|9 Months Ended
Oct. 28, 2017
|Commitments and Contingencies Disclosure [Abstract]
The Company is a defendant in legal proceedings including those described below and will vigorously defend itself in these matters. The Company does not believe that any of these matters will, individually or in the aggregate, have a material effect on its business or financial condition. The Company cannot give assurance, however, that one or more of these matters will not have a material effect on its results of operations for the quarter or year in which they are resolved.
The Company assesses its legal proceedings and reserves are established if a loss is probable and the amount of such loss can be reasonably estimated. Many if not substantially all of the contingencies described below are subject to significant uncertainties and, therefore, determining the likelihood of a loss and the measurement of any loss can be complex and subject to judgment. With respect to legal proceedings where the Company has determined that a loss is reasonably possible but not probable, the Company is unable to estimate the amount or range of the reasonably possible loss due to the inherent difficulty of predicting the outcome of and uncertainties regarding legal proceedings. The Company’s assessments are based on estimates and assumptions that have been deemed reasonable by management, but that may prove to be incomplete or inaccurate, and unanticipated events and circumstances may occur that might cause the Company to change those estimates and assumptions. Management’s assessment of legal proceedings could change because of future determinations or the discovery of facts which are not presently known. Accordingly, the ultimate costs of resolving these proceedings may be substantially higher or lower than currently estimated.
Dollar Tree Active Matters
In April 2015, a distribution center employee filed a class action in California state court with allegations concerning wages, meal and rest breaks, recovery periods, wage statements and timely termination pay. The employee filed an amended complaint in which he abandoned his attempt to certify a nation-wide class of non-exempt distribution center employees for alleged improper calculation of overtime compensation. The Company removed this lawsuit to federal court. The court is now considering the employee’s motion to certify the case as a state-wide class action.
In April 2015, a former store manager filed a class action in California federal court alleging, among other things, that the Company failed to make wage statements readily available to employees who did not receive paper checks. On November 7, 2017, the jury found in favor of the Company. The time for plaintiff to appeal that verdict has not yet run.
In April 2016, the Company was served with a putative class action in Florida state court brought by a former store employee asserting the Company violated the Fair Credit Reporting Act in the way it handled background checks. The plaintiff is seeking statutory damages of $100 to $1,000 per violation for the disclosure form claims.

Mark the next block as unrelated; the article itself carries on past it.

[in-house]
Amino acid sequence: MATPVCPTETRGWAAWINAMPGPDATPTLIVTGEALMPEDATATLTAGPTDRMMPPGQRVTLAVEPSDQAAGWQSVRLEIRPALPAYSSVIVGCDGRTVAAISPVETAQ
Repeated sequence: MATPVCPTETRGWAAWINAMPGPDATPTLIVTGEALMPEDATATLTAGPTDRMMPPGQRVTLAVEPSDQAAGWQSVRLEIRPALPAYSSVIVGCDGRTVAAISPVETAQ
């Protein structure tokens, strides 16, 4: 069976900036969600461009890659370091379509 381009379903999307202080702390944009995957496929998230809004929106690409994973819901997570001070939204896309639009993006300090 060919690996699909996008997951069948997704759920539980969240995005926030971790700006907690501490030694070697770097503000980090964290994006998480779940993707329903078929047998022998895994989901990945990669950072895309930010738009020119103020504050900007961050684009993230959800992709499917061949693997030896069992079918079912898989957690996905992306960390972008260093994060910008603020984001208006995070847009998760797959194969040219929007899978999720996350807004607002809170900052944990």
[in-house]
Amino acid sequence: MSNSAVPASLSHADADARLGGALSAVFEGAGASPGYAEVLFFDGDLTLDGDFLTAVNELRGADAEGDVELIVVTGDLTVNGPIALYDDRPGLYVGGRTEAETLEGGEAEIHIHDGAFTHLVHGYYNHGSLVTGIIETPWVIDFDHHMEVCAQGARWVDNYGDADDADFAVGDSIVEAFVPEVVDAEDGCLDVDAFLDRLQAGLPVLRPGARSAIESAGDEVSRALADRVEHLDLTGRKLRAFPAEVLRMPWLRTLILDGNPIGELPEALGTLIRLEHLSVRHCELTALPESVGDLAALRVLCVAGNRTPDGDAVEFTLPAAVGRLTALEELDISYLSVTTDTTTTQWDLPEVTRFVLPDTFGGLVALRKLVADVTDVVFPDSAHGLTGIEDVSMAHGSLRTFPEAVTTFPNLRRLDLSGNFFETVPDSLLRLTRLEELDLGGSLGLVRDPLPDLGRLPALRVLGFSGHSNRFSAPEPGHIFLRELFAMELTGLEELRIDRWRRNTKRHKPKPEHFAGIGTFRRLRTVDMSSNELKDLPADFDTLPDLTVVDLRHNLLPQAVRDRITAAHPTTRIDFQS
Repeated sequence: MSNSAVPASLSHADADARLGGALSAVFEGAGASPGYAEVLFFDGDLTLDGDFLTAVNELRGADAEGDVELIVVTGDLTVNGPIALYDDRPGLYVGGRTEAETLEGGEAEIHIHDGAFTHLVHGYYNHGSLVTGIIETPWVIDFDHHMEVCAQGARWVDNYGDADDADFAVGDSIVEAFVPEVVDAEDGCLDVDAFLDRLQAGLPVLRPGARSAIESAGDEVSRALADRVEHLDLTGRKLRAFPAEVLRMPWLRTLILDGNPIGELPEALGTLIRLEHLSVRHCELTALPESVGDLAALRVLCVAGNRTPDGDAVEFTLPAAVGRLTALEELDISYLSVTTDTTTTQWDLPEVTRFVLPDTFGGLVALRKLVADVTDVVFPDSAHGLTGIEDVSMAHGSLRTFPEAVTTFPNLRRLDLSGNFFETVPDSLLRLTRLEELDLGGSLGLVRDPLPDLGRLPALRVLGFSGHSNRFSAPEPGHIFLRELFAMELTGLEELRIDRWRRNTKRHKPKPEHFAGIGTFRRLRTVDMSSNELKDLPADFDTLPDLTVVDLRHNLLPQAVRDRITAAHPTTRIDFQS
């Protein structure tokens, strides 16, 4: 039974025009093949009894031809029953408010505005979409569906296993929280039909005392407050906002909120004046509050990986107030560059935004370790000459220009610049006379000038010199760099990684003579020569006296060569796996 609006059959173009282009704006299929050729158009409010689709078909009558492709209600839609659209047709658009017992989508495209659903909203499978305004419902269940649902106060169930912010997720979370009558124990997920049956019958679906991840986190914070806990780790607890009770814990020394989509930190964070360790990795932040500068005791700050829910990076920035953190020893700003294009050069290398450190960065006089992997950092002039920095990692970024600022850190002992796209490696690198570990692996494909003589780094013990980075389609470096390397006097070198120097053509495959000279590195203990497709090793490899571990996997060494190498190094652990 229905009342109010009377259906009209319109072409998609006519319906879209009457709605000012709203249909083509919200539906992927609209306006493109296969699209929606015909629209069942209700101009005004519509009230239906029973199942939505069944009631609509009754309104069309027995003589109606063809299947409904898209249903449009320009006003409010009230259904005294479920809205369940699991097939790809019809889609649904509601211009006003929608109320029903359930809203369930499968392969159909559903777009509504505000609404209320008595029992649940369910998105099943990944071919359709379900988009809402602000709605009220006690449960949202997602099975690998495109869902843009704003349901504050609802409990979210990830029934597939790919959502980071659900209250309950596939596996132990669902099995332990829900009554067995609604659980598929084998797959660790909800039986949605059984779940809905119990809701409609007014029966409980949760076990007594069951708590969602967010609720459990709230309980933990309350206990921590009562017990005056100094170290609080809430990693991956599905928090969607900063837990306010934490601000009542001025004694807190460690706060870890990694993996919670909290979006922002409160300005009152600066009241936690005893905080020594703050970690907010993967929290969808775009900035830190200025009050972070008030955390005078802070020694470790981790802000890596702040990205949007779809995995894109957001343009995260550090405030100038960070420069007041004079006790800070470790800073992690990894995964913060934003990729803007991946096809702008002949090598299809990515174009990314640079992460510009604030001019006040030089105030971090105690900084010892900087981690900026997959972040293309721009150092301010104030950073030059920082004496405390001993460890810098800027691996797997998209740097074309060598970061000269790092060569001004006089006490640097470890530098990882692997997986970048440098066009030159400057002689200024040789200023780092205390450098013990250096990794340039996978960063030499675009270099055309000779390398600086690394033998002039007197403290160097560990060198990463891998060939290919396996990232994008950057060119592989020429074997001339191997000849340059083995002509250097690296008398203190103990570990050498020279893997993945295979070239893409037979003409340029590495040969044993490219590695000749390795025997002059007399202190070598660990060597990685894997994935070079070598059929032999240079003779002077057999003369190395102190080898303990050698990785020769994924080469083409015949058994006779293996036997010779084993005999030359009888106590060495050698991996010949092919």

In June 2017, Dollar Tree and Family Dollar filed suit in chancery court in Delaware against Sycamore Partners and Dollar Express LLC alleging, among other things, fraud, fraudulent transfer, breach of contract, and unjust enrichment. The Company is seeking in excess of $52.0 million for the failure of Dollar Express to pay the Company for goods and services the Company provided to Sycamore’s Dollar Express stores. The Company is also seeking substantial damages for the unauthorized use of its marks. Sycamore and Dollar Express responded in part by denying liability and filing a counterclaim against the Company alleging the Company had successfully engaged in a scheme to put Dollar Express out of business, seeking more than $500 million in damages.
In July 2017, two former employees filed suit in federal court in California, seeking to represent a class of current and former non-exempt employees alleging that the Company’s dress code required them to purchase such distinctive clothing that it constituted a uniform and the Company’s failure to reimburse them for the clothing violated California law. The former employees seek restitution, damages, penalties and injunctive relief.
In August 2017, 43 current and former employees filed suit against the Company in state court in California alleging improper classification as exempt employees which they allege resulted in, among other things, their failure to receive overtime compensation, rest and meal periods, accurate wage statements, and final pay upon termination of employment. The Company has removed the case to federal court.
In August 2017, a former employee brought suit in California state court on a Private Attorney General Act ("PAGA") representative basis alleging the Company failed to provide him and all other California store associates with suitable seating when they were performing cashier functions.
In November 2017, a current employee filed a PAGA representative action in California state court alleging the Company failed to make wage statements readily available to California store employees who do not receive paper checks.